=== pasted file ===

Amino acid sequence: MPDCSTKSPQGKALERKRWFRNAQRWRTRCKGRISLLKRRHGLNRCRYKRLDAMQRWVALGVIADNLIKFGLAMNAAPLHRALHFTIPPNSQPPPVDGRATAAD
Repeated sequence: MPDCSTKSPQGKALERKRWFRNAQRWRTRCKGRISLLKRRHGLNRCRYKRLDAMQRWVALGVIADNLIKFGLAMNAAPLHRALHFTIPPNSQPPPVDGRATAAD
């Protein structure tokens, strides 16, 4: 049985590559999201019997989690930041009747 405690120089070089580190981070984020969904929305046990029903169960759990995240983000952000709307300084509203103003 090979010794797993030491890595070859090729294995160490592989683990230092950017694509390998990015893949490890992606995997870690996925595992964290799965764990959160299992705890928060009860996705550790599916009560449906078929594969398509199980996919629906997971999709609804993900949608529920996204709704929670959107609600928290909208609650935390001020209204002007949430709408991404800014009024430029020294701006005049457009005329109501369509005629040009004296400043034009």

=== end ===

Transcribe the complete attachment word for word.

Amino acid sequence: MPDCSTKSPQGKALERKRWFRNAQRWRTRCKGRISLLKRRHGLNRCRYKRLDAMQRWVALGVIADNLIKFGLAMNAAPLHRALHFTIPPNSQPPPVDGRATAAD
Repeated sequence: MPDCSTKSPQGKALERKRWFRNAQRWRTRCKGRISLLKRRHGLNRCRYKRLDAMQRWVALGVIADNLIKFGLAMNAAPLHRALHFTIPPNSQPPPVDGRATAAD
């Protein structure tokens, strides 16, 4: 049985590559999201019997989690930041009747 405690120089070089580190981070984020969904929305046990029903169960759990995240983000952000709307300084509203103003 090979010794797993030491890595070859090729294995160490592989683990230092950017694509390998990015893949490890992606995997870690996925595992964290799965764990959160299992705890928060009860996705550790599916009560449906078929594969398509199980996919629906997971999709609804993900949608529920996204709704929670959107609600928290909208609650935390001020209204002007949430709408991404800014009024430029020294701006005049457009005329109501369509005629040009004296400043034009």